If all goes as planned, two rovers named Spirit and Opportunity will explore the surface of Mars next year, gathering a wealth of geologic information and beaming the results back to Earth. However, the environment is so extreme that the rovers will be equipped with heaters to keep the electronic gear warm enough to operate properly over the Martian winter when temperatures can dip to -120 degrees C. Future space probes will involve even more extreme environments, with temperatures as high as 460 degrees Celsius (860 degrees Fahrenheit) on Venus and as low as -180 Celsius (-292 Fahrenheit) on Titan, the largest moon of Saturn.
George Harman, a world authority on materials for microelectronic interconnections and packaging at the National Institute of Standards and Technology (NIST), recently made a workshop presentation for National Aeronautics and Space Administration (NASA) engineers at the Jet Propulsion Laboratory on designing semiconductor device interconnections to withstand extreme space environments.
Harman recommended that spacebound microelectronics interconnections be made with corrosion resis-tant, highly stable metals, especially gold. He also suggested the use of some newer polymers that can withstand extreme temperatures but are not yet used in the space program. "Flip chips" are another interconnection approach, that, with proper metallurgy, may make sense in high-temperature planetary environments. Instead of using wire leads around the edges of a microchip to export electrical signals, flip chips normally use a pattern of ball-shaped solder contacts that are attached directly on the chip surface. Harman suggested that NASA consider using flip chips designed with gold contacts to produce spacecraft electronics that are both space-saving and heat resistant.
Phil Bulman | EurekAlert!
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Freiburg researcher investigate the origins of surface texture
17.02.2020 | Albert-Ludwigs-Universität Freiburg im Breisgau
The operational speed of semiconductors in various electronic and optoelectronic devices is limited to several gigahertz (a billion oscillations per second). This constrains the upper limit of the operational speed of computing. Now researchers from the Max Planck Institute for the Structure and Dynamics of Matter in Hamburg, Germany, and the Indian Institute of Technology in Bombay have explained how these processes can be sped up through the use of light waves and defected solid materials.
Light waves perform several hundred trillion oscillations per second. Hence, it is natural to envision employing light oscillations to drive the electronic...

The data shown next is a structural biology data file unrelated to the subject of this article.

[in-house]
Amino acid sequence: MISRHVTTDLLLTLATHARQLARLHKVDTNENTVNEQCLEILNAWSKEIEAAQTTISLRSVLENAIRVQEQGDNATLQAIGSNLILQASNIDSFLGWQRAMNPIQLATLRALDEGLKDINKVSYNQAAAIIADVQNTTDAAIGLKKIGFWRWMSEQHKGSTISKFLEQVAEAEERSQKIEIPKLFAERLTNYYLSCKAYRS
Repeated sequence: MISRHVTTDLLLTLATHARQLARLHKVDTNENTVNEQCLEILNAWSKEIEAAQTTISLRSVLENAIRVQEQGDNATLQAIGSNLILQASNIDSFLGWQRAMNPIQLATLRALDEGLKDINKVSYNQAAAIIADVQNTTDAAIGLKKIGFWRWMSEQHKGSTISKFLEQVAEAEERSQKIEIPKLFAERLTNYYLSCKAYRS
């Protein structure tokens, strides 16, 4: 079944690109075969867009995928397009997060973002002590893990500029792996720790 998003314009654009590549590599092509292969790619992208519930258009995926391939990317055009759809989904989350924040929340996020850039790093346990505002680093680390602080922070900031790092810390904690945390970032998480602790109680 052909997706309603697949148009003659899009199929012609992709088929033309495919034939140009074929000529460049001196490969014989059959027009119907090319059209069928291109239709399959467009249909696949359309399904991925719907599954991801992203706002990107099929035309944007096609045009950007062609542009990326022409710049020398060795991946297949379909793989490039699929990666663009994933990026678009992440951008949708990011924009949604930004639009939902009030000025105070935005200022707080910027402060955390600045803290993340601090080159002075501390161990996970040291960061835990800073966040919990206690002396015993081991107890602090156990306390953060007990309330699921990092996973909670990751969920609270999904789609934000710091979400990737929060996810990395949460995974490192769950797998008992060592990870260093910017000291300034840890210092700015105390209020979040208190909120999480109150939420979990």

Most natural and artificial surfaces are rough: metals and even glasses that appear smooth to the naked eye can look like jagged mountain ranges under the microscope. There is currently no uniform theory about the origin of this roughness despite it being observed on all scales, from the atomic to the tectonic. Scientists suspect that the rough surface is formed by irreversible plastic deformation that occurs in many processes of mechanical machining of components such as milling.
Prof. Dr. Lars Pastewka from the Simulation group at the Department of Microsystems Engineering at the University of Freiburg and his team have simulated such...
Investigation of the temperature dependence of the skyrmion Hall effect reveals further insights into possible new data storage devices
The joint research project of Johannes Gutenberg University Mainz (JGU) and the Massachusetts Institute of Technology (MIT) that had previously demonstrated...
Researchers at Chalmers University of Technology, Sweden, recently completed a 5-year research project looking at how to make fibre optic communications systems more energy efficient. Among their proposals are smart, error-correcting data chip circuits, which they refined to be 10 times less energy consumptive. The project has yielded several scientific articles, in publications including Nature Communications.
Streaming films and music, scrolling through social media, and using cloud-based storage services are everyday activities now.
After helping develop a new approach for organic synthesis -- carbon-hydrogen functionalization -- scientists at Emory University are now showing how this approach may apply to drug discovery. Nature Catalysis published their most recent work -- a streamlined process for making a three-dimensional scaffold of keen interest to the pharmaceutical industry.
"Our tools open up whole new chemical space for potential drug targets," says Huw Davies, Emory professor of organic chemistry and senior author of the paper.
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